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Bhopal disaster: Amnesty wants Dow to provide relief

Amnesty says the area around the plant continues to be badly contaminated, and local communities still face severe health problems

File photo of the children of third generation gas victims attend with relatives a candlelight vigil held by various gas victim organisations to commemorate Bhopal gas disaster in Bhopal on December 1, 2018.  (GAGAN NAYAR/AFP via Getty Images)

By: Shajil Kumar

Amnesty International has called upon Dow to take long-overdue action to provide relief to the survivors of the deadly gas leak from pesticide plant in Bhopal, India nearly forty years ago.

The world’s worst industrial disaster killed more than 22,000 people and 500,000 continue to suffer its consequences.

Ahead of Dow’s AGM next month, Amnesty International has released a report ‘Bhopal: 40 years of Injustice’, and urged firms and governments to withhold business from Dow over its human rights failures.

The report identifies several UK financial institutions that are significant investors in Dow.

They include Legal & General, HSBC, Barclays, Fifthdelta, Aviva, Schroders, Kiltearn Partners and Standard Life.

Amnesty has urged these companies to consider ending their relationship if Dow fails to take meaningful action.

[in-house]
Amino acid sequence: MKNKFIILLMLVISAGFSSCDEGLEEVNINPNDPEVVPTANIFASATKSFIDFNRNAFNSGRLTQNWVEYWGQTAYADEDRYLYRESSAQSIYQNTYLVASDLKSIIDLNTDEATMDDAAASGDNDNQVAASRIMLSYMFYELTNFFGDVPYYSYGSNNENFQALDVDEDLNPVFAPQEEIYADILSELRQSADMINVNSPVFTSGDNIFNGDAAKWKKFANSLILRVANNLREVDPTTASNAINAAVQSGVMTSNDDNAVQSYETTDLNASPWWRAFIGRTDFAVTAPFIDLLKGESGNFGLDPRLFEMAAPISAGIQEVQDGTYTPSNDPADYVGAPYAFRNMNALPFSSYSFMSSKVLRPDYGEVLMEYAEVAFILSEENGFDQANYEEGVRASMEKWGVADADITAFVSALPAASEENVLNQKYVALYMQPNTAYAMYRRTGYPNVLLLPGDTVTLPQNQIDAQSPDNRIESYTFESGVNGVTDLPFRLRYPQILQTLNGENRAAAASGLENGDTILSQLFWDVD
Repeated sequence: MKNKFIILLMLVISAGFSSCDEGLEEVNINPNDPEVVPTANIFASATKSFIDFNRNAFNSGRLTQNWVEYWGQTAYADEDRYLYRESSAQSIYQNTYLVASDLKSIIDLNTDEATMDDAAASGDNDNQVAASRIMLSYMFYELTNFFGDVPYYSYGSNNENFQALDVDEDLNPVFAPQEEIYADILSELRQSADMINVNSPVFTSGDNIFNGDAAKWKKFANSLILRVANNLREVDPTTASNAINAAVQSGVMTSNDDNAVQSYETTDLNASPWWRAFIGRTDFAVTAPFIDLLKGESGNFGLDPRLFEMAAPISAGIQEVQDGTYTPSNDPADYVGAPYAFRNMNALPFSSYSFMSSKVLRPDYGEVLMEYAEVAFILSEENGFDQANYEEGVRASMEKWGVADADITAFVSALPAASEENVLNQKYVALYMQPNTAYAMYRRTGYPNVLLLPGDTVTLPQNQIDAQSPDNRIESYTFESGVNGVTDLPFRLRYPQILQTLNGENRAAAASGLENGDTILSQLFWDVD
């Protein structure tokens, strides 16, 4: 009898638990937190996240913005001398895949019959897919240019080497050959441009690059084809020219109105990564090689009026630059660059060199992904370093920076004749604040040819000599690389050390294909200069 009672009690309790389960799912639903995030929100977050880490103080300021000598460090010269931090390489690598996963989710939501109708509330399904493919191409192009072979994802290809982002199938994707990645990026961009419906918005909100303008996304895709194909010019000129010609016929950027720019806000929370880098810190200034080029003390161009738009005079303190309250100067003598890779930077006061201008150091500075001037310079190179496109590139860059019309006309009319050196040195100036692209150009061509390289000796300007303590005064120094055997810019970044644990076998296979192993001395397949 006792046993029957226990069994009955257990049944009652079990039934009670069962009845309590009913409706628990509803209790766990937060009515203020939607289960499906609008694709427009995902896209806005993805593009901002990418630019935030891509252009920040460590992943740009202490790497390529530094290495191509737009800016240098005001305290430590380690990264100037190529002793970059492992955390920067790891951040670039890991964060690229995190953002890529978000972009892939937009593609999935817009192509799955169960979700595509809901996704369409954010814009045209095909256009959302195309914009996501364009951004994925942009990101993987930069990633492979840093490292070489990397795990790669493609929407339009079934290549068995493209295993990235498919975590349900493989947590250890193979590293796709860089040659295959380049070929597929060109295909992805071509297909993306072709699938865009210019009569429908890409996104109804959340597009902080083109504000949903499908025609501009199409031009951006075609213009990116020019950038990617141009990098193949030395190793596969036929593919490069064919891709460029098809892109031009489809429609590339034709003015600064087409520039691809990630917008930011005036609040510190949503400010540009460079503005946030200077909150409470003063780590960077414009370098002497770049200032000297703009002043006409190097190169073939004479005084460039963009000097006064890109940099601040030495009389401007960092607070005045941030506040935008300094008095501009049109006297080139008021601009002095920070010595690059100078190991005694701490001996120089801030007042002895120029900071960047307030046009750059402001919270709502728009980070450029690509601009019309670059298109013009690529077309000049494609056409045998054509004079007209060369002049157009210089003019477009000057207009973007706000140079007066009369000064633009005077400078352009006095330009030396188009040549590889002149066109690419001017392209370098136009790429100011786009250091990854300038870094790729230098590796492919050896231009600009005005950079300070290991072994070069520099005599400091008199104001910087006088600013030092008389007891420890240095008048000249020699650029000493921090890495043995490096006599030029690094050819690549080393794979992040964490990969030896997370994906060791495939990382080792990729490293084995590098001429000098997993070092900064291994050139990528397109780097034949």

When the disaster happened in 1984, the plant was owned by US-baded Union Carbide Corporation.

The company was later acquired by Dow and it disavows any liability.

Amnesty says the area around the plant continues to be badly contaminated, and the health problems faced by local communities are so severe that it is now a ‘sacrifice zone’.

The report claims that discrimination based on race, caste, and religion, either intentional or otherwise – underpins the disaster and its aftermath.

Union Carbide was operating a pesticide plant that stored and processed highly poisonous chemicals – and which was maintained and supervised below standards of equivalent Union Carbide facilities in the US.

The plant was located close to a densely-populated area inhabited by the poor and marginalised communities.

When a storage tank ruptured at around midnight on December 2, 1984, tonnes of deadly methyl isocyanate gas spread to nearby areas, killing around 10,000 people immediately.

Many who initially survived suffered horrific health problems including chronic respiratory and immune system illnesses, resulting in the premature deaths.

A disproportionate percentage of children whose parents who were exposed to the gas have been born with disabilities or have congenital disorders.

Amnesty wants Dow and the US government to assist with all legal proceedings – including criminal litigation – underway in India.

Dow and the Union Carbide Corporation should adequately compensate all survivors and remedy multi-generational harms.

The report has called upon the Indian government and local authorities must ensure the reliable supply of clean water to affected communities, and facilitate prompt distribution of all outstanding compensation.

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